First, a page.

• by IANAAC (692242)

        ... I like the iOS user experience better and the selection of apps is much nicer.

        I don't believe this to be true any more.

        Most major app players on iOS have also released Android versions of their software. The selection of available software is quite comparable.

    • by phorm (591458) on Sunday March 03, 2013 @02:01PM (#43062361) Journal

      The majority of people who have bought Android tablets did so because they do not like Apple

      Maybe the majority of people on slashdot, but I doubt it's even true with that narrow of a field. There are a few factors:
      a) Price
      b) Convenience
      c) Design/interface
      d) Features

      I service PC's on the side, so I have plenty of time to talk to "regular folk" who are not technically inclined. I also have buddies in retail. Apple sold on brand-recognition for awhile, but Samsung and Asus have become more well-known now too.

      So why do they buy android tablets? Well, basically the price is good and it does what they want. A lot of people just want something that convenient to travel with and that does email, browses the web, and perhaps plays a few games. In the older crowd, the latter tends not to apply.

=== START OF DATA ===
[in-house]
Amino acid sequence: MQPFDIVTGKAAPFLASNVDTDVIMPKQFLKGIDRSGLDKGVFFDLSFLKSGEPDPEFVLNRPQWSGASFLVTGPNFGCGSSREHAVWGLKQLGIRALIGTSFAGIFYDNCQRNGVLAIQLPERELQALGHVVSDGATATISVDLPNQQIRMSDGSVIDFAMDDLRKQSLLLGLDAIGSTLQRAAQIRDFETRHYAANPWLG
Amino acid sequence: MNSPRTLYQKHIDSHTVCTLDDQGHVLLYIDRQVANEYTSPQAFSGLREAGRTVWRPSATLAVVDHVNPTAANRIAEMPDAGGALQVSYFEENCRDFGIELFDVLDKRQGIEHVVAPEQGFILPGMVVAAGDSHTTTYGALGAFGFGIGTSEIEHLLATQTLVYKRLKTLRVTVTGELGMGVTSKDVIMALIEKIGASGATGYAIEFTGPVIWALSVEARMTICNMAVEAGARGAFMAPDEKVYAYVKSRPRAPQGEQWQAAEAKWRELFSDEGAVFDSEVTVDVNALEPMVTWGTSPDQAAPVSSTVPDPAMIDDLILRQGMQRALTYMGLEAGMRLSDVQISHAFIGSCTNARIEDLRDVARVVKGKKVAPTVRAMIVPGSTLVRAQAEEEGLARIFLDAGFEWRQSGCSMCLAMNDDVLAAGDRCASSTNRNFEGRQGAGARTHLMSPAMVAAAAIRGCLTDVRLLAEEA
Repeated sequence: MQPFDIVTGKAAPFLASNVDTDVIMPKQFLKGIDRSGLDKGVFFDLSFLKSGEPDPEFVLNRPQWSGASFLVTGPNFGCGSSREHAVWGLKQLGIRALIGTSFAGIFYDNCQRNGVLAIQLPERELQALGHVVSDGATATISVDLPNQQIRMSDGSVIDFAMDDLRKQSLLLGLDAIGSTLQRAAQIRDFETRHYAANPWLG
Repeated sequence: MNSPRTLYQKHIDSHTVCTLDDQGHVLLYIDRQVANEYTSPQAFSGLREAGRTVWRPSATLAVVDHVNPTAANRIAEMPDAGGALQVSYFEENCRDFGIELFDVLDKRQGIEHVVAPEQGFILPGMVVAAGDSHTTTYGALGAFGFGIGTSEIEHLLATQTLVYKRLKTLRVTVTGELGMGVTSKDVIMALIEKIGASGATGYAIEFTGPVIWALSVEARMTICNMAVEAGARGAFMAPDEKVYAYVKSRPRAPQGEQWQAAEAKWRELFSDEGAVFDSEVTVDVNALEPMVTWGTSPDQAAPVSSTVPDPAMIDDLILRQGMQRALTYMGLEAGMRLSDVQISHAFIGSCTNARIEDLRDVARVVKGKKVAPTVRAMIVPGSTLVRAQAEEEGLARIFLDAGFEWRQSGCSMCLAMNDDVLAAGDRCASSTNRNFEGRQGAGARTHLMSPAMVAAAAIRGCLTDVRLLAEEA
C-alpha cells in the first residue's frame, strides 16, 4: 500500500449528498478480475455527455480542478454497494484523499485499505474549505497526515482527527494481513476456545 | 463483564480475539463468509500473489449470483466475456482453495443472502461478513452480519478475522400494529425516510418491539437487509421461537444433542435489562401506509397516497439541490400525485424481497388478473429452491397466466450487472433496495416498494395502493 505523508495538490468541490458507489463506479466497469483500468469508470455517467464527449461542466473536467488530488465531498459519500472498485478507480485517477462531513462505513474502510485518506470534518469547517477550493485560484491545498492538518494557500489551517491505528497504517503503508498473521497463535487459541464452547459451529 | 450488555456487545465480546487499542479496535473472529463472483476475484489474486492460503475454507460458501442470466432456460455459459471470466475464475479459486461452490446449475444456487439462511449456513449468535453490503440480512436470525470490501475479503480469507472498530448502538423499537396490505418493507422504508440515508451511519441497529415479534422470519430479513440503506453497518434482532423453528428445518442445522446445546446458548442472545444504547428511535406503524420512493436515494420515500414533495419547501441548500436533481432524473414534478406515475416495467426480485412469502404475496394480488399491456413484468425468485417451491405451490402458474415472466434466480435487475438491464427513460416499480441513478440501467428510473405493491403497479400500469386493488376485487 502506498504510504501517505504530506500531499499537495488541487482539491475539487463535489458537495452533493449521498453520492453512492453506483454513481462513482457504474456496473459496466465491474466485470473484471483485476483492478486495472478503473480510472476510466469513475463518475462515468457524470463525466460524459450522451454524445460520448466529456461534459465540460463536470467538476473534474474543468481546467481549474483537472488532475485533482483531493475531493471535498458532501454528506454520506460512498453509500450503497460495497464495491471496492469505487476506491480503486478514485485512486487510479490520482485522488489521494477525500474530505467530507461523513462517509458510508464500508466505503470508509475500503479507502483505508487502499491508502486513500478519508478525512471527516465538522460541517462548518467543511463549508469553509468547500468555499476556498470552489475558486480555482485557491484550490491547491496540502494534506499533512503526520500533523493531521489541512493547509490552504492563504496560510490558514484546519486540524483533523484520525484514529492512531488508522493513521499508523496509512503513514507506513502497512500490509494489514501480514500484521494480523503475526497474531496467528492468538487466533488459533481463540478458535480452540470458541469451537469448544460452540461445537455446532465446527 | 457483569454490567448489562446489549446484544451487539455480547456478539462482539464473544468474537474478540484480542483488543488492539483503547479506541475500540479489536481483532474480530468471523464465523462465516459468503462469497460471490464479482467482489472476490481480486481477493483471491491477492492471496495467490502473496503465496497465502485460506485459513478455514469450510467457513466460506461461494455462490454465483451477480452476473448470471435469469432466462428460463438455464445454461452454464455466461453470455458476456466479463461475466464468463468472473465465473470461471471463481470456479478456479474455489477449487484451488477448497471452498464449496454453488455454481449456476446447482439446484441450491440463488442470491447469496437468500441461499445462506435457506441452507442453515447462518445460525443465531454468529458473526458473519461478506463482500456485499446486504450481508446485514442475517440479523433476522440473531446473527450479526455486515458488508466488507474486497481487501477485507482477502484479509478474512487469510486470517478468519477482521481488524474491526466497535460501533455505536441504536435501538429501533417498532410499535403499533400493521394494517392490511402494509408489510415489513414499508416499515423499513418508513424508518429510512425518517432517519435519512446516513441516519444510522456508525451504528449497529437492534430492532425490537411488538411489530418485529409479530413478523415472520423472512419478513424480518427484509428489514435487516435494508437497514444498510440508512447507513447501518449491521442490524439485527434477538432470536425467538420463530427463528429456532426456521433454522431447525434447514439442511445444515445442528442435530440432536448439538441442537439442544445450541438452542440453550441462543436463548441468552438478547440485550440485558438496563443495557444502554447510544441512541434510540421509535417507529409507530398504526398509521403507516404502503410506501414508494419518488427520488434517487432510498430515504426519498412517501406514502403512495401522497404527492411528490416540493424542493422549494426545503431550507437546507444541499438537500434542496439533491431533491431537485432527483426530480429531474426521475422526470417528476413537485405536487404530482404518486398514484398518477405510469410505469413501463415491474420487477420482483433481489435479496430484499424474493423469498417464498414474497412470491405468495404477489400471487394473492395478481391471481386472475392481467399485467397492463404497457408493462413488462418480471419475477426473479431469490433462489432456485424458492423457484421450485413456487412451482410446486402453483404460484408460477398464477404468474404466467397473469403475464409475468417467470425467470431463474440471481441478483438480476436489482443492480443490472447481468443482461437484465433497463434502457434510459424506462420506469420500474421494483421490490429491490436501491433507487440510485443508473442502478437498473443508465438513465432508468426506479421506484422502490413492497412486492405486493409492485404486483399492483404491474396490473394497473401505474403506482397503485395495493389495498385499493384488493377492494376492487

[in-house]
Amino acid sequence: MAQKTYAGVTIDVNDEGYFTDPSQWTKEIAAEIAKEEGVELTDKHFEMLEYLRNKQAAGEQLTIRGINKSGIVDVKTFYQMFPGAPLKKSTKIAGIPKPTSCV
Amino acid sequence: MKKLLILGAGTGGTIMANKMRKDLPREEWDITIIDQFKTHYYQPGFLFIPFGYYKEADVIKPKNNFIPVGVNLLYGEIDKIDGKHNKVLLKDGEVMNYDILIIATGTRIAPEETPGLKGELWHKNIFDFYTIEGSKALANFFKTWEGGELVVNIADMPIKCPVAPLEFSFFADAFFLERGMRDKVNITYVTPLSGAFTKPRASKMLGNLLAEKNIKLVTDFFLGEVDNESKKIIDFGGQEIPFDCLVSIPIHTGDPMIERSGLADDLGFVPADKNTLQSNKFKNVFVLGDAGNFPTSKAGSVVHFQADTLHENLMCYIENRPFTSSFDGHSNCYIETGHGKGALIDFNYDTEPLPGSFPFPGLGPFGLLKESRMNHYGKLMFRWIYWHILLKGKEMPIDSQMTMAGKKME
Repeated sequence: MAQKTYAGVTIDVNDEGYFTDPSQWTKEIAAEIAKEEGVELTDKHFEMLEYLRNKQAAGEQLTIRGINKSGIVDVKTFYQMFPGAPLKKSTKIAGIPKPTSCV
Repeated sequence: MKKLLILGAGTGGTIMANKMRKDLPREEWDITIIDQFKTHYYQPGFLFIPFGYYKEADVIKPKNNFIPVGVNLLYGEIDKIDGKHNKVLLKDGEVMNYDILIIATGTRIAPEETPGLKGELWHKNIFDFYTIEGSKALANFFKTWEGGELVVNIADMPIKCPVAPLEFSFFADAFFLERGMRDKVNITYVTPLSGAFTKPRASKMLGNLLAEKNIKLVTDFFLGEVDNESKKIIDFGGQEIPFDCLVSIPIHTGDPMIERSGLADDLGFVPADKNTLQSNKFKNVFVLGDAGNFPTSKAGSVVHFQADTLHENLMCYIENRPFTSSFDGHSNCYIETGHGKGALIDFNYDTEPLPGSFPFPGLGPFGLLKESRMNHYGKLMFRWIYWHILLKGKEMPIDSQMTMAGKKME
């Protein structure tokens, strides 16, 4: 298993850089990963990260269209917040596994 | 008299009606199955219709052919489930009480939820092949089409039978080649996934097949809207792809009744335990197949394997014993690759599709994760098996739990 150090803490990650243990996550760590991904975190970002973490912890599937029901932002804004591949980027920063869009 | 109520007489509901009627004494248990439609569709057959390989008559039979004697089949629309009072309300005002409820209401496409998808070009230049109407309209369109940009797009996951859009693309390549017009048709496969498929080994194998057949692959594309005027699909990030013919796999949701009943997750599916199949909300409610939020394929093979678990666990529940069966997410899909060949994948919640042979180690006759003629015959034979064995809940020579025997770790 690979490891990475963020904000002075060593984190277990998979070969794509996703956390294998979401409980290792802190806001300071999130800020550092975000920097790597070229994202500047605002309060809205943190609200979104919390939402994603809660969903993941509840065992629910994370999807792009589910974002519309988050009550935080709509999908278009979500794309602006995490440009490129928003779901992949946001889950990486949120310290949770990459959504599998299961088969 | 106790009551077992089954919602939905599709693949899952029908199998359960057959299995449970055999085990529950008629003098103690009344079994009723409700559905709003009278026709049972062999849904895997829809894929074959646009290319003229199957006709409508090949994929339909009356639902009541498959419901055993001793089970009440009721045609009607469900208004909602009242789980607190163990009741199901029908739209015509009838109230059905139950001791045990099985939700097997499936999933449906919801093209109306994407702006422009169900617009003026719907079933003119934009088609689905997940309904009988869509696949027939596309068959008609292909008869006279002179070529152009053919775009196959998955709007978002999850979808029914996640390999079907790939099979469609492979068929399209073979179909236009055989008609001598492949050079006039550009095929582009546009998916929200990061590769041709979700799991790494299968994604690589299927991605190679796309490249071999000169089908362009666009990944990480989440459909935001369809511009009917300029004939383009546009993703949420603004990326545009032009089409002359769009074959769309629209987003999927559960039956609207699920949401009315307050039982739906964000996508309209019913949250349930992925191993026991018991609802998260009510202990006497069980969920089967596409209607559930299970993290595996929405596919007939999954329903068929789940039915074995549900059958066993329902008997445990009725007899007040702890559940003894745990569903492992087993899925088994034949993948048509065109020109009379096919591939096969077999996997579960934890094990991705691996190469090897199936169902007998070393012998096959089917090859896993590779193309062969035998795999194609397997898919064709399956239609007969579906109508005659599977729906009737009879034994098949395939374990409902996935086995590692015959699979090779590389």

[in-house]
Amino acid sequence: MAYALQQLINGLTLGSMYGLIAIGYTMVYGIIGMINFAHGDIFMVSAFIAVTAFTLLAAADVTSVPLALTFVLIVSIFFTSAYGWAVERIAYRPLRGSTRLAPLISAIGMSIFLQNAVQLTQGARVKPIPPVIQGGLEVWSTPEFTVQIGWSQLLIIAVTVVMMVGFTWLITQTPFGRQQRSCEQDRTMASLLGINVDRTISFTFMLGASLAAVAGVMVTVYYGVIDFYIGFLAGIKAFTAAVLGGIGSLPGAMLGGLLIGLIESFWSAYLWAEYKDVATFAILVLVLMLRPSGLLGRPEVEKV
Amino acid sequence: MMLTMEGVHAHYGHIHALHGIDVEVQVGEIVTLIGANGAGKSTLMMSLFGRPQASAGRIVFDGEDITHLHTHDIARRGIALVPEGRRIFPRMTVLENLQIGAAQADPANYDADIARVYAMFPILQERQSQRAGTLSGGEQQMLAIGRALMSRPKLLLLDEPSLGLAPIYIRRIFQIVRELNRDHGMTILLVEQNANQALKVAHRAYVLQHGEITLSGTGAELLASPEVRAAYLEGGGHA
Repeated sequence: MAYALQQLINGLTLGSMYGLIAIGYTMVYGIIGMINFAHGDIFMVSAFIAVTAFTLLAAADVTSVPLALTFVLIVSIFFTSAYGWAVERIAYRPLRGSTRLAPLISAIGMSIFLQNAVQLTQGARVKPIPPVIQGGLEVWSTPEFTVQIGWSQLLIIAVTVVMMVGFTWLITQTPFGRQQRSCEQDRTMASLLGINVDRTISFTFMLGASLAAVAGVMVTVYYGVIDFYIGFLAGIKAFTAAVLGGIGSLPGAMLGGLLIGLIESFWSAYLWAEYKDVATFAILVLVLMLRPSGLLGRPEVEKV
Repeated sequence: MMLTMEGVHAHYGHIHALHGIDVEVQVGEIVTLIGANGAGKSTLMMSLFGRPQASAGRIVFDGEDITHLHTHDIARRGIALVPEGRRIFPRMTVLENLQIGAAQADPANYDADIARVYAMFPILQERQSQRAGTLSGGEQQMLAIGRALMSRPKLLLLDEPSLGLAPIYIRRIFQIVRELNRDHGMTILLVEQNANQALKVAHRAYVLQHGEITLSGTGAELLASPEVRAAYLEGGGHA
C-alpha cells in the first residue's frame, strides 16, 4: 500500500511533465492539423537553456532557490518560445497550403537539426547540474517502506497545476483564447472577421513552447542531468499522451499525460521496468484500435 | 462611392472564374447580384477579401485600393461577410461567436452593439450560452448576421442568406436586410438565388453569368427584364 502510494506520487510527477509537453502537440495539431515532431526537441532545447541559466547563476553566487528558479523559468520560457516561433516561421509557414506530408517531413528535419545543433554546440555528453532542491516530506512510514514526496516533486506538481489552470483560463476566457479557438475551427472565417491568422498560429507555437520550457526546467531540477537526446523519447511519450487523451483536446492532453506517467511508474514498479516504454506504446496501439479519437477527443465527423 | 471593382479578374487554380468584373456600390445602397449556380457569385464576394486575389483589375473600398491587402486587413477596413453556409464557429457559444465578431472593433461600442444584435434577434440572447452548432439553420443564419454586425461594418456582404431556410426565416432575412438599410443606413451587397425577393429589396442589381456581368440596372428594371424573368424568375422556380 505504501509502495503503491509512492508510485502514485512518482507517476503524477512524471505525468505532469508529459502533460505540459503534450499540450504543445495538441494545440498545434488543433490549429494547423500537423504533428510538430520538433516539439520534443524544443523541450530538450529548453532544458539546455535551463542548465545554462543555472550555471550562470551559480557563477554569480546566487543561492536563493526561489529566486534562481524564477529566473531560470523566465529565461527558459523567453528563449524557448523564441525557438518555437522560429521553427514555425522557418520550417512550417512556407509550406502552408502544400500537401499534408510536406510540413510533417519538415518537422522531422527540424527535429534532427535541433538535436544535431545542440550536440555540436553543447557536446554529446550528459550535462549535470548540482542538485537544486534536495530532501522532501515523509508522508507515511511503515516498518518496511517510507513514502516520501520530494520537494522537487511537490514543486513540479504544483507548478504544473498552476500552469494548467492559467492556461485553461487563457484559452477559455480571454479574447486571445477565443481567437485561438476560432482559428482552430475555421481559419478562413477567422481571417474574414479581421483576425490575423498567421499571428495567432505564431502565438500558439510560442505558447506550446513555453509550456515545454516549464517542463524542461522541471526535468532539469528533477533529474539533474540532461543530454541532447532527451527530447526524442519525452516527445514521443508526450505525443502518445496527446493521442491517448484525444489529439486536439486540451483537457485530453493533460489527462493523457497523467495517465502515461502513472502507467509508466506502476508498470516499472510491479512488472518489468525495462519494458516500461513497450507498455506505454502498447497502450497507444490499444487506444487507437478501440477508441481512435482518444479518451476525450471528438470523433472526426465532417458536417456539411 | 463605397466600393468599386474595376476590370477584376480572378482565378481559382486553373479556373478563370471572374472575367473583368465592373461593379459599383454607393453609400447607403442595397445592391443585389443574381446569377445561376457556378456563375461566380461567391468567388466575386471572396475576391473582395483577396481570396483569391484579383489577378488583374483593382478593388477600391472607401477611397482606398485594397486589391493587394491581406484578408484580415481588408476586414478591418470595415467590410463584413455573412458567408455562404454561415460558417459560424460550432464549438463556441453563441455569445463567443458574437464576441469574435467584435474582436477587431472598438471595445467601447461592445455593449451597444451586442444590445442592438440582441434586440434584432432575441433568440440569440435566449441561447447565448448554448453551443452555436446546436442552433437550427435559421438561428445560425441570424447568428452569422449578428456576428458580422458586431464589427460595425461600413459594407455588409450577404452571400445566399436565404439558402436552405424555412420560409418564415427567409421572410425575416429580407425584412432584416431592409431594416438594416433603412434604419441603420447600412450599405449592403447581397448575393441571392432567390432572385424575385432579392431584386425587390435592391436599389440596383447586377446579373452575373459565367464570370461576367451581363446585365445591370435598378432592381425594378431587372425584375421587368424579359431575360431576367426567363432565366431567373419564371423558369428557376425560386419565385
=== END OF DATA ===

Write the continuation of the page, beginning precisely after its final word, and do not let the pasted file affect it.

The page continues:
These folk used to buy laptops, but when tablets became more common the laptops were overpowered and bulky.

      A full-sized iPad was more convenient in that it doesn't take up much room in a suitcase or whatever, but at the price-point it still had competition from netbooks etc. While more convenient to pack, it still wasn't very fun to travel with as it didn't fit nicely into many purses or pockets.

      The Asus tablets became fairly popular because they had a detachable keyboard (and a lot of people aren't so fond of touchscreens for email), and were a bit cheaper than the iPad.

      Then comes Nexus 7 etc. It fits into a back-pocket on most jeans, or an inner-pocket in a jacket. It slips into a purse easily. It's cheap. It's powerful. It does email, browses the web, video-chat, etc. It'll even do flash but you're hitting a more technical crowd to get that installed

      What it lacks: HDMI connection to plug into TV's, and no "airplay." Miracast will likely replace those in the future with whatever the successor is to the Nexus 7 (I believe that it has the GPU to handle it, but not the wifi, so it won't be available on this model).

      The average person doesn't really connect the tablet to the TV, so even the above are extras.

      The other thing it lacks: A nice way to take/transfer pictures. Other tablets with SD slots would be nice for this, but space is limited. iPad is still a bit bulky for this. Phones aren't bad, but the killer feature would be something to connect the two (wirelessly) to manage photo albums on the camera device from a tablet. It seems that for the moment people are still content to manage pictures on a PC though and do the sync thing.